Richard Slaney, Managing Director of 59 Productions, reflects on the inspiration behind Five Telegrams, creative process and collaboration with Anna Meredith.
Five Telegrams is a 25-minute work in five parts, to mark the centenary of the end of the First World War. Each part offers a reflection on methods of communication - codes; redaction or censorship; “spin” or propaganda; personal communication; and armistice. It kicked off the 2018 BBC Proms season in London and will launch the Edinburgh International Festival in a unique first-time collaboration between these two great arts festivals.
Five Telegrams is the fourth Edinburgh International Festival commission for 59 Productions, and we have been working closely with composer Anna Meredith from the very start of the process. For both us, it is extremely important that the work offers a respectful retelling of history, but steers well clear of the visual motifs that audiences might expect. We want to create a new visual and musical language that encourages reflection and remembrance whilst being unexpected and thought-provoking. Working directly with Anna has been a really fun way to collaborate, as previously we’ve either responded to a musical work (e.g. Harmonium) or made a soundtrack to our imagery (as in Deep Time). This year we’ve been working closely from the start of the process, and Anna has been gracious enough to take our ideas and requests into her composition. We’ve then been able to add visual responses to follow Anna’s thoughts. We’ve also extended our partnerships for this project - working with young designers from Edinburgh College of Art on costumes for the performance, as well as working with our commissioners at 14-18NOW to research the First World War thematic ideas.
We were really keen that the work didn’t feel like a memorial or commemoration of the 1914-18 war - but rather took some of the research and presented it in interesting and contemporary ways. A focus on communication came early on in the project, as we found out more about the different types of technologies and methodologies that were being invented and used at that time. Some of the ‘new’ communication techniques seem at first glance archaic, but when you dig into it the themes are really common to how we communicate today - the need for swift, concise communication via a telegram and the potential for that communication to be misinterpreted or not put across the whole message feels an awful lot like social media. We also felt that by focusing on the mechanism, not so much the message, we could make a piece that wasn’t overly sentimental, but that still carried an emotional weight.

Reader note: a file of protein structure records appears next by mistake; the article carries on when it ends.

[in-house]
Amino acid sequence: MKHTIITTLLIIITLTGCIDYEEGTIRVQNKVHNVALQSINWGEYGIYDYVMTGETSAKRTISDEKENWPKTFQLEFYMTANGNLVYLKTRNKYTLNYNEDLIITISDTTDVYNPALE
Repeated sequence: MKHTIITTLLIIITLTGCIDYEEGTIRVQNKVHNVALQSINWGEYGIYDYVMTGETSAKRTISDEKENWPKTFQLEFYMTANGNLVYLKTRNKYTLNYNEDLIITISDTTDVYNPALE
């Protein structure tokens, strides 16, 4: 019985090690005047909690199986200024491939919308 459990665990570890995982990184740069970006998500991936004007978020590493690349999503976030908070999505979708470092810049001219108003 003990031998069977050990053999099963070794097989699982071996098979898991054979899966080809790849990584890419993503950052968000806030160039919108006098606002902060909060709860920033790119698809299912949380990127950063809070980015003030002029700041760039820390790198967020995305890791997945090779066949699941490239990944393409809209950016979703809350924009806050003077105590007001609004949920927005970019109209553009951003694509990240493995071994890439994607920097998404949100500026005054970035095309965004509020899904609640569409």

We worked with historians at the Imperial War Museum to examine some of these themes, and came away with so many different ideas, many of which contradicted certain assumptions we had both made - for example censorship and redaction have, through recent conflicts and political scandals have become imbued with massively negative connotations, but at the time were viewed as a necessary way of keeping troops safe.
Unsurprisingly it was some of the personal communications that were most emotionally affecting - maybe because of the mundanity and briefness of the conversations: “Please send 1 bottle of Horlicks… awfully useful for this kind of life”, but mostly because in the piles of papers we saw, most ended with a notification of death - letter, letter, postcard, letter, postcard "regret inform” - over and over again. We decided to focus our ‘personal communication’ movement on a Field Service postcard - a sort of multiple-choice postcard which allowed soldiers to send a brief pre-set message home “I am quite well” which were sent in huge volumes. Anna has set the text of the postcard for young voices, each singing the various options en masse, before briefly breaking out in a moment of individuality.
There are no surviving veterans of the First World War, and the conflict is almost beyond living memory. Even the Second World War has far less personal significance to young people today, so to make new connections in this ‘year of young people’ in Scotland felt like a great opportunity. Young people will perform in both London and Edinburgh, have designed costumes and will assist backstage, and will be capturing the event on film.
My job is to bring all these moving parts together to create a singular moment on the night in Edinburgh, which is always slightly nerve-wracking. But the crowds for previous 59 Productions opening events have been so engaged and willing to go on a journey with us and I’m sure the same will be true this year. Five Telegrams is a huge collaboration, and the fact that we can welcome 15,000 people to come and experience it for free to kick off the opening of this year's Edinburgh International Festival is an opportunity for which we’re truly grateful and honoured to be a part of.
Aberdeen Standard Investments Opening Event: Five Telegrams opens the 2018 International Festival on 3 August. Free tickets are released at 10am Monday 2 July.